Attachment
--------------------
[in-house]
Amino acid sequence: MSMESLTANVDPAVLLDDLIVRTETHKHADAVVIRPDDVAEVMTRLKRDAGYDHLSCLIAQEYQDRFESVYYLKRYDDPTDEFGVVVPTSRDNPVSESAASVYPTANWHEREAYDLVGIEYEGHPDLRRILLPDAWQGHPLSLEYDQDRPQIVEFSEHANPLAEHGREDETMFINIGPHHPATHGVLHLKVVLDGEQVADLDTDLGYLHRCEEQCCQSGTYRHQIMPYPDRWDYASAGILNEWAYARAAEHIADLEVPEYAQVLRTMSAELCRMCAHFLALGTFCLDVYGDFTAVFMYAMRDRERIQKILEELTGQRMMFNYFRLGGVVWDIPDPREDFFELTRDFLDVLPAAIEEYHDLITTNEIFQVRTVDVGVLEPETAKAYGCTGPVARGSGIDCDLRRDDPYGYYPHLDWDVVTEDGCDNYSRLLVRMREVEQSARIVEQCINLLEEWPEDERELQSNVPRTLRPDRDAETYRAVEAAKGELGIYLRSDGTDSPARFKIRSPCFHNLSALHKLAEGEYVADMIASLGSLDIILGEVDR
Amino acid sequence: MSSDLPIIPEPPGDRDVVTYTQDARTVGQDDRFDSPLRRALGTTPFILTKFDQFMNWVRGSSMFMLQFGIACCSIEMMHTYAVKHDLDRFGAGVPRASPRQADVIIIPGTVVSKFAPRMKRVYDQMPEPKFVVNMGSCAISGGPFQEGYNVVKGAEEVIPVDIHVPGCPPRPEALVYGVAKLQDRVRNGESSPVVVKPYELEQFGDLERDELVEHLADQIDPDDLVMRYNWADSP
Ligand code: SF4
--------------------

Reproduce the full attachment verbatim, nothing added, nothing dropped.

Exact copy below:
[in-house]
Amino acid sequence: MSMESLTANVDPAVLLDDLIVRTETHKHADAVVIRPDDVAEVMTRLKRDAGYDHLSCLIAQEYQDRFESVYYLKRYDDPTDEFGVVVPTSRDNPVSESAASVYPTANWHEREAYDLVGIEYEGHPDLRRILLPDAWQGHPLSLEYDQDRPQIVEFSEHANPLAEHGREDETMFINIGPHHPATHGVLHLKVVLDGEQVADLDTDLGYLHRCEEQCCQSGTYRHQIMPYPDRWDYASAGILNEWAYARAAEHIADLEVPEYAQVLRTMSAELCRMCAHFLALGTFCLDVYGDFTAVFMYAMRDRERIQKILEELTGQRMMFNYFRLGGVVWDIPDPREDFFELTRDFLDVLPAAIEEYHDLITTNEIFQVRTVDVGVLEPETAKAYGCTGPVARGSGIDCDLRRDDPYGYYPHLDWDVVTEDGCDNYSRLLVRMREVEQSARIVEQCINLLEEWPEDERELQSNVPRTLRPDRDAETYRAVEAAKGELGIYLRSDGTDSPARFKIRSPCFHNLSALHKLAEGEYVADMIASLGSLDIILGEVDR
Amino acid sequence: MSSDLPIIPEPPGDRDVVTYTQDARTVGQDDRFDSPLRRALGTTPFILTKFDQFMNWVRGSSMFMLQFGIACCSIEMMHTYAVKHDLDRFGAGVPRASPRQADVIIIPGTVVSKFAPRMKRVYDQMPEPKFVVNMGSCAISGGPFQEGYNVVKGAEEVIPVDIHVPGCPPRPEALVYGVAKLQDRVRNGESSPVVVKPYELEQFGDLERDELVEHLADQIDPDDLVMRYNWADSP
Ligand code: SF4